Zec. 11:12 And I said unto them, If you think good, give me my price; and if not, forbear. So they weighed for my price thirty pieces of silver. 11:13 And the LORD said to me, Cast it to the potter; a goodly price that I was prized at of them. And I took the thirty pieces of silver, and cast them to the potter in the house of the LORD.
This is one of those amazing prophecies that cannot be explained away and which caused the apostle Paul to say that his beloved Jewish nation still wears a veil on their heart in the reading of the Old Testament. Judas contracted to betray Jesus for thirty pieces of silver which he afterward regretted. He threw down the money in the Temple. The priests determined that it could not be put in the Temple treasury since Jesus had been put to death and it was the price of blood. In the meantime Judas hanged himself in a clay pit belonging to a potter. This abandoned pit was purchased with the 30 pieces of silver and the location was made a community burial ground for indigent people. Judas had hanged long enough that his body disintegrated and he was buried where he fell. The money which had been used for Jesus’ price ended up in the hand of the potter. It was the same 30 pieces of silver when Judas received them, cast them down, the priests bought the field with them, and the potter put them in his purse. Unquote. These are scenes surrounding the great event of the cross of Jesus Christ, His death in an ugly (not beautiful) moment in which betrayal was involved, and the breaking of the old covenant with Israel was to establish the second way of sanctification. He takes away the first in a not-so-beautiful moment "that He may establish the second (Heb.10:9).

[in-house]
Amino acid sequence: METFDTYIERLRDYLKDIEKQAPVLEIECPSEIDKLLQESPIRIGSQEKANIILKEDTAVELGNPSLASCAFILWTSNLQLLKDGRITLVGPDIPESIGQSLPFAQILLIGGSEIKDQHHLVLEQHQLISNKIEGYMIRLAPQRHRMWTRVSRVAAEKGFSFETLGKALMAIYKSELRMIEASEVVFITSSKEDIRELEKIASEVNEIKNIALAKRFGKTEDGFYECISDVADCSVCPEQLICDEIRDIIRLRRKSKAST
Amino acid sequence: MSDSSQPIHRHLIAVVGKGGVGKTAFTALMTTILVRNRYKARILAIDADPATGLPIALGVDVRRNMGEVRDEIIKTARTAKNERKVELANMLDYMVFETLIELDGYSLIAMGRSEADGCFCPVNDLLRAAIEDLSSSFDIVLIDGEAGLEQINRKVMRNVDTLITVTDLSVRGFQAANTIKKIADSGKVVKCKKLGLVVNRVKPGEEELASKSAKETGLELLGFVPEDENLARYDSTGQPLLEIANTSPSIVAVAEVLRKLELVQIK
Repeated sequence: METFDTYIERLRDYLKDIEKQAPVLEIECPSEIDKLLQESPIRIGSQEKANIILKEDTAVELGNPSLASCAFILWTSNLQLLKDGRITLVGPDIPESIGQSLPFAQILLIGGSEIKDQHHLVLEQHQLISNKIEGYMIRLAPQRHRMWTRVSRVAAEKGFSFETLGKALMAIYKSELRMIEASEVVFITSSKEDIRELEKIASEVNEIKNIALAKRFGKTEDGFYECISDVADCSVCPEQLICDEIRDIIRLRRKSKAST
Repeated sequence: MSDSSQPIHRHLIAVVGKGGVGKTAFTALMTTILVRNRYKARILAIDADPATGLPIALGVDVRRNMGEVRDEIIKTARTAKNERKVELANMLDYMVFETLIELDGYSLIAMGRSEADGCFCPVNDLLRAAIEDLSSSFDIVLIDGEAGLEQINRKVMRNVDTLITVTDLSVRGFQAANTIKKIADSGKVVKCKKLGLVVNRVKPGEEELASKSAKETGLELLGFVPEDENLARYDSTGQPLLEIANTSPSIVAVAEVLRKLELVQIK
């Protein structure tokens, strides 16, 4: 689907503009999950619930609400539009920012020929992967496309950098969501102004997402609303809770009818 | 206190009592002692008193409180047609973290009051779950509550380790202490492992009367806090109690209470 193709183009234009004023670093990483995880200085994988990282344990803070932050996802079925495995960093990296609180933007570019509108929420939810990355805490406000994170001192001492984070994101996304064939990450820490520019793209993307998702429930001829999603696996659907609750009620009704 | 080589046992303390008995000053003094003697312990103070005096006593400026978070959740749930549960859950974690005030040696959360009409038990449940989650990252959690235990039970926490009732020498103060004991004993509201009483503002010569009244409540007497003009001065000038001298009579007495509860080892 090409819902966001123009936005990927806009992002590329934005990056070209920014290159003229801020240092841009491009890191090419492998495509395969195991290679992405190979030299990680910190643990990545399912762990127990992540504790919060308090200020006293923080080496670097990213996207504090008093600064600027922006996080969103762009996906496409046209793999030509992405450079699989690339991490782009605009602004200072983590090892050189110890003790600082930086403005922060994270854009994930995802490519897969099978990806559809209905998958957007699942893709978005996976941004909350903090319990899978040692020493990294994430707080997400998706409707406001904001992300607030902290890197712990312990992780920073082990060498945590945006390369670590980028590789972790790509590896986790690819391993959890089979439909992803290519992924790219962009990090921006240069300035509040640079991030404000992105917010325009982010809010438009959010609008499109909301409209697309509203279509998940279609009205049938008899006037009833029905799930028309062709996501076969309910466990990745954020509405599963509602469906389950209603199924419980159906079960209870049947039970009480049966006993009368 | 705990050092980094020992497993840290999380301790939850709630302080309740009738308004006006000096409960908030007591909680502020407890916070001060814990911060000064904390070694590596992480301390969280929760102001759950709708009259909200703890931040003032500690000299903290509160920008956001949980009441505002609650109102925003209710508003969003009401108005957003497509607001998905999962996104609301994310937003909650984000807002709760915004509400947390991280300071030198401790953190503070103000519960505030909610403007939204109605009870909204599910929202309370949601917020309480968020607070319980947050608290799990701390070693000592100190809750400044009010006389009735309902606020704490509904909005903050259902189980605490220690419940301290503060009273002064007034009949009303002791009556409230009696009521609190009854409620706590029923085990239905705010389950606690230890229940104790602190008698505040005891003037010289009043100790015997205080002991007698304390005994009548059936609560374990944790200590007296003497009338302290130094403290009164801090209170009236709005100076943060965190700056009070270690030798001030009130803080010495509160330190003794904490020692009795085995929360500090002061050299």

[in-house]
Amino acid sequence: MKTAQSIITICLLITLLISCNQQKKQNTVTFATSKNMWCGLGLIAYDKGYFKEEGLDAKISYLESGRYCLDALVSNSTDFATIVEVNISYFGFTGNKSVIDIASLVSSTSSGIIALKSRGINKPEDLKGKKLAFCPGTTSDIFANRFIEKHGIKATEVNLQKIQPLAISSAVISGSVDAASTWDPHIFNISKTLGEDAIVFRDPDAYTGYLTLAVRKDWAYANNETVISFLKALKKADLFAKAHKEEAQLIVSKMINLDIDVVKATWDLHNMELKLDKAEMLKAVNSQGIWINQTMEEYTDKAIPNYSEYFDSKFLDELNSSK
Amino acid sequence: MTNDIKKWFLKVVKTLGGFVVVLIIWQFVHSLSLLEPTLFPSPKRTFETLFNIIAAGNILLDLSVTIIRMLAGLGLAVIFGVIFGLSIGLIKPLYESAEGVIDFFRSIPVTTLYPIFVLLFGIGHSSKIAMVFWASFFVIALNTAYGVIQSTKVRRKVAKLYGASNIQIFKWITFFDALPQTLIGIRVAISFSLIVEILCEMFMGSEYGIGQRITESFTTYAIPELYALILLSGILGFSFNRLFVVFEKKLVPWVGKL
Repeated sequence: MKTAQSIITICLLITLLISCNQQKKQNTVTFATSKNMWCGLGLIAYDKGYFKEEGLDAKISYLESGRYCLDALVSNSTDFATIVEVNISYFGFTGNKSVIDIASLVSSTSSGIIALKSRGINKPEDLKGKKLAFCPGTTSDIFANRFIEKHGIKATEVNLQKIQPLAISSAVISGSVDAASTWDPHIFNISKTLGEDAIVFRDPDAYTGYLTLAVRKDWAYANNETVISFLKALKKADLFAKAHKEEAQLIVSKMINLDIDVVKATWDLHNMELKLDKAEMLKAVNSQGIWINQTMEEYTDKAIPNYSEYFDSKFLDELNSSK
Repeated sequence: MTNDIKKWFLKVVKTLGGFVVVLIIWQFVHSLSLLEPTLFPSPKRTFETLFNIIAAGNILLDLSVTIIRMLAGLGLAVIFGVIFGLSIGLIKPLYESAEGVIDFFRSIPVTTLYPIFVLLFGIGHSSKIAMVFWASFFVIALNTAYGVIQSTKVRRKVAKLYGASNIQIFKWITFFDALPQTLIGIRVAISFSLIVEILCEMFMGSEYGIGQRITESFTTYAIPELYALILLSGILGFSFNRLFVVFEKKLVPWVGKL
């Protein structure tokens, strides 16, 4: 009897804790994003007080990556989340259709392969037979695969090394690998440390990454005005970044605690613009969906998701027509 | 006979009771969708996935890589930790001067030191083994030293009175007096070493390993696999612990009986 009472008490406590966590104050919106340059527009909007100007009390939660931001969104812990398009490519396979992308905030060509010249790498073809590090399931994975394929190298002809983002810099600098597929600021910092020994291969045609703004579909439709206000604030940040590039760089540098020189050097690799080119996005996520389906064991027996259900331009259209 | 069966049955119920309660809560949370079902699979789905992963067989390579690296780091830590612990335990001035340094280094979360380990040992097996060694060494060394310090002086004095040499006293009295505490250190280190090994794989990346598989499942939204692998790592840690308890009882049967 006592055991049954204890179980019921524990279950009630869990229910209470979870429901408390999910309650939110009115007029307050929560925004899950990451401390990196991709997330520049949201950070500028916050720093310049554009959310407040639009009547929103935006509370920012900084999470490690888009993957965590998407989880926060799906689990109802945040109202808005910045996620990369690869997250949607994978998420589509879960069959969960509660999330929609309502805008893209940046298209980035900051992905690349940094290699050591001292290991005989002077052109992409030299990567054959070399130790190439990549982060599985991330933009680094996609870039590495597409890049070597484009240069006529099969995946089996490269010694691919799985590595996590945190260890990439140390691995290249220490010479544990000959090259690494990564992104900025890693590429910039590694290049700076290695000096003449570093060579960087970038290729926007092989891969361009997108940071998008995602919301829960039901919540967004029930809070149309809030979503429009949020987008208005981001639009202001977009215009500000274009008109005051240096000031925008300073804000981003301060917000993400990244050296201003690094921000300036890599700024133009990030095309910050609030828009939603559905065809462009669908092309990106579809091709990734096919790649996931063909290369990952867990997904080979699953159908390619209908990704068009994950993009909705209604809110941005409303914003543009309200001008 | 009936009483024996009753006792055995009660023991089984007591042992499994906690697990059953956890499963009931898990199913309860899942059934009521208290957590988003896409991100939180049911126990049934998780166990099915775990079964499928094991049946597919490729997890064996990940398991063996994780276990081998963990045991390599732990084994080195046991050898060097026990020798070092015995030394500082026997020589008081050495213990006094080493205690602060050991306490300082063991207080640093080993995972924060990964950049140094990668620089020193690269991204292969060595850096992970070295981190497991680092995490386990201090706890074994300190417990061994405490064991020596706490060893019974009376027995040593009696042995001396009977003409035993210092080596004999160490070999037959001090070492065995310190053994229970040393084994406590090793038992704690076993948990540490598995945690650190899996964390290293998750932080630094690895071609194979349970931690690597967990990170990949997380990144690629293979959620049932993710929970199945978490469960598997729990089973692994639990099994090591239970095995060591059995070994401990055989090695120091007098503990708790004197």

Unquote. These are scenes surrounding the great event of the cross of Jesus Christ, His death in an ugly (not beautiful) moment in which betrayal was involved, and the breaking of the old covenant with Israel was to establish the second way of sanctification. He takes away the first in a not-so-beautiful moment "that He may establish the second (Heb.10:9).
We must make note here that by breaking His staff called "Beauty", he engaged something that looked ugly that accomplished his plan to abolish the covenant made with Israel at Sinai. During this time there was the betrayal and deal made for thirty pieces of silver. Thus, the timing of breaking the covenant fits better at the time of the cross rather that at the destruction of Jerusalem. This agrees with the clear declaration of Paul that the law of commandments was abolished at the cross (Col.2:14f; Eph.2:14f). Now, another thing accomplished at the cross was breaking the bonds of brotherhood between Judah and Israel. Jesus said that He did not come to give peace but a sword and a man’s foes would be those of his own household (Matt.10:34-39). The events of the cross and resurrection, and the preaching of the gospel, set Jews into decision time and many families were divided in their convictions (Acts 2ff). Now, those who sided with the truth of Jesus Christ were united and found brotherhood even among Gentiles (Eph.2). But, the brotherhood between Judah and Israel was never the same after the death, and resurrection of Jesus.